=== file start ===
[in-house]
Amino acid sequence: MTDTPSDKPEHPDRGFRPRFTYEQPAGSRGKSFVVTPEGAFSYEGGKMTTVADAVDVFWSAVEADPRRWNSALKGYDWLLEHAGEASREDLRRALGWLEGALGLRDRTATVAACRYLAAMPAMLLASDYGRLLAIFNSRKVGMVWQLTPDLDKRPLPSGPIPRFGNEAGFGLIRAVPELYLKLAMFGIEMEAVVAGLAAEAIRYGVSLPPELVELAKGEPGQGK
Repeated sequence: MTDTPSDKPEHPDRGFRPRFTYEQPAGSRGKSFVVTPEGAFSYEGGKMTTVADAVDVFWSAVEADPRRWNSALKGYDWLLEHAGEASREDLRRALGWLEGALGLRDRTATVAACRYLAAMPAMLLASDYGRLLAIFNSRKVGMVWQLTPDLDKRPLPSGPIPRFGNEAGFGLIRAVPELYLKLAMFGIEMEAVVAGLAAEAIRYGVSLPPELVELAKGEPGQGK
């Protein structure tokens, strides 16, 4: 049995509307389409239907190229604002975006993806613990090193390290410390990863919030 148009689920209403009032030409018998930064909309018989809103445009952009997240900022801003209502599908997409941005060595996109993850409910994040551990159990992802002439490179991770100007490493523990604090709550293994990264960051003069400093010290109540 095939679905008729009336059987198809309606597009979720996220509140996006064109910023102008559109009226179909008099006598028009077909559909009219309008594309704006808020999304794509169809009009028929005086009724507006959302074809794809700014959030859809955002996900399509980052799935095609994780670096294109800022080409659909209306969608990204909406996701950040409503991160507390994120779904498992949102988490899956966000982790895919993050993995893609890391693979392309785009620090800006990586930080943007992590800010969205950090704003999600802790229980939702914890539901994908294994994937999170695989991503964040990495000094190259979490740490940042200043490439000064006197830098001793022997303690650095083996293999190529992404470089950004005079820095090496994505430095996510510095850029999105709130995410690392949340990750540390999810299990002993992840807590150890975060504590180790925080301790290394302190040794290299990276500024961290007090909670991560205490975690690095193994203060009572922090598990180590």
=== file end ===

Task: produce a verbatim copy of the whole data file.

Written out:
[in-house]
Amino acid sequence: MTDTPSDKPEHPDRGFRPRFTYEQPAGSRGKSFVVTPEGAFSYEGGKMTTVADAVDVFWSAVEADPRRWNSALKGYDWLLEHAGEASREDLRRALGWLEGALGLRDRTATVAACRYLAAMPAMLLASDYGRLLAIFNSRKVGMVWQLTPDLDKRPLPSGPIPRFGNEAGFGLIRAVPELYLKLAMFGIEMEAVVAGLAAEAIRYGVSLPPELVELAKGEPGQGK
Repeated sequence: MTDTPSDKPEHPDRGFRPRFTYEQPAGSRGKSFVVTPEGAFSYEGGKMTTVADAVDVFWSAVEADPRRWNSALKGYDWLLEHAGEASREDLRRALGWLEGALGLRDRTATVAACRYLAAMPAMLLASDYGRLLAIFNSRKVGMVWQLTPDLDKRPLPSGPIPRFGNEAGFGLIRAVPELYLKLAMFGIEMEAVVAGLAAEAIRYGVSLPPELVELAKGEPGQGK
């Protein structure tokens, strides 16, 4: 049995509307389409239907190229604002975006993806613990090193390290410390990863919030 148009689920209403009032030409018998930064909309018989809103445009952009997240900022801003209502599908997409941005060595996109993850409910994040551990159990992802002439490179991770100007490493523990604090709550293994990264960051003069400093010290109540 095939679905008729009336059987198809309606597009979720996220509140996006064109910023102008559109009226179909008099006598028009077909559909009219309008594309704006808020999304794509169809009009028929005086009724507006959302074809794809700014959030859809955002996900399509980052799935095609994780670096294109800022080409659909209306969608990204909406996701950040409503991160507390994120779904498992949102988490899956966000982790895919993050993995893609890391693979392309785009620090800006990586930080943007992590800010969205950090704003999600802790229980939702914890539901994908294994994937999170695989991503964040990495000094190259979490740490940042200043490439000064006197830098001793022997303690650095083996293999190529992404470089950004005079820095090496994505430095996510510095850029999105709130995410690392949340990750540390999810299990002993992840807590150890975060504590180790925080301790290394302190040794290299990276500024961290007090909670991560205490975690690095193994203060009572922090598990180590």